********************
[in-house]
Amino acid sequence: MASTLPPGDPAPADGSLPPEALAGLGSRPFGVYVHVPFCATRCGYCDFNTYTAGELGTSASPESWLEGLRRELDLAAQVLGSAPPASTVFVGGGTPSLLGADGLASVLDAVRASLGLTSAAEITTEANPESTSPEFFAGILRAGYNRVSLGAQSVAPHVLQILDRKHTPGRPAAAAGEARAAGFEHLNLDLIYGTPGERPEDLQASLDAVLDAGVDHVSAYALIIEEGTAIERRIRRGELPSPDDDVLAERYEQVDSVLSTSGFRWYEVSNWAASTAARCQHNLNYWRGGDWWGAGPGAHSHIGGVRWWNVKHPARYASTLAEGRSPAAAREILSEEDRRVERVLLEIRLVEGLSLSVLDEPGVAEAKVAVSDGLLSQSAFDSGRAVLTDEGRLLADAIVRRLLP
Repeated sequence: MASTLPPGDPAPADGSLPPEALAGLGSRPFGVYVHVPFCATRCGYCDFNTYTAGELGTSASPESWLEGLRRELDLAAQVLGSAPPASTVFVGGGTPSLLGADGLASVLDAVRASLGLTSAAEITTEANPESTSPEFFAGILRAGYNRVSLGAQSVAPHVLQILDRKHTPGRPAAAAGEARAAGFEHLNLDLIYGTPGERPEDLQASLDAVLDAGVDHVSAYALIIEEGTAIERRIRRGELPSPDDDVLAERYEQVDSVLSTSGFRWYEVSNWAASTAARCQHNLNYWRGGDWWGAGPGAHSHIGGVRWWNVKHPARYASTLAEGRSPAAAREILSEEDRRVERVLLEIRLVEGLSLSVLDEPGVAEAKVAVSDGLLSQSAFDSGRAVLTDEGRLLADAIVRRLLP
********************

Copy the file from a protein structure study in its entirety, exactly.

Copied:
[in-house]
Amino acid sequence: MASTLPPGDPAPADGSLPPEALAGLGSRPFGVYVHVPFCATRCGYCDFNTYTAGELGTSASPESWLEGLRRELDLAAQVLGSAPPASTVFVGGGTPSLLGADGLASVLDAVRASLGLTSAAEITTEANPESTSPEFFAGILRAGYNRVSLGAQSVAPHVLQILDRKHTPGRPAAAAGEARAAGFEHLNLDLIYGTPGERPEDLQASLDAVLDAGVDHVSAYALIIEEGTAIERRIRRGELPSPDDDVLAERYEQVDSVLSTSGFRWYEVSNWAASTAARCQHNLNYWRGGDWWGAGPGAHSHIGGVRWWNVKHPARYASTLAEGRSPAAAREILSEEDRRVERVLLEIRLVEGLSLSVLDEPGVAEAKVAVSDGLLSQSAFDSGRAVLTDEGRLLADAIVRRLLP
Repeated sequence: MASTLPPGDPAPADGSLPPEALAGLGSRPFGVYVHVPFCATRCGYCDFNTYTAGELGTSASPESWLEGLRRELDLAAQVLGSAPPASTVFVGGGTPSLLGADGLASVLDAVRASLGLTSAAEITTEANPESTSPEFFAGILRAGYNRVSLGAQSVAPHVLQILDRKHTPGRPAAAAGEARAAGFEHLNLDLIYGTPGERPEDLQASLDAVLDAGVDHVSAYALIIEEGTAIERRIRRGELPSPDDDVLAERYEQVDSVLSTSGFRWYEVSNWAASTAARCQHNLNYWRGGDWWGAGPGAHSHIGGVRWWNVKHPARYASTLAEGRSPAAAREILSEEDRRVERVLLEIRLVEGLSLSVLDEPGVAEAKVAVSDGLLSQSAFDSGRAVLTDEGRLLADAIVRRLLP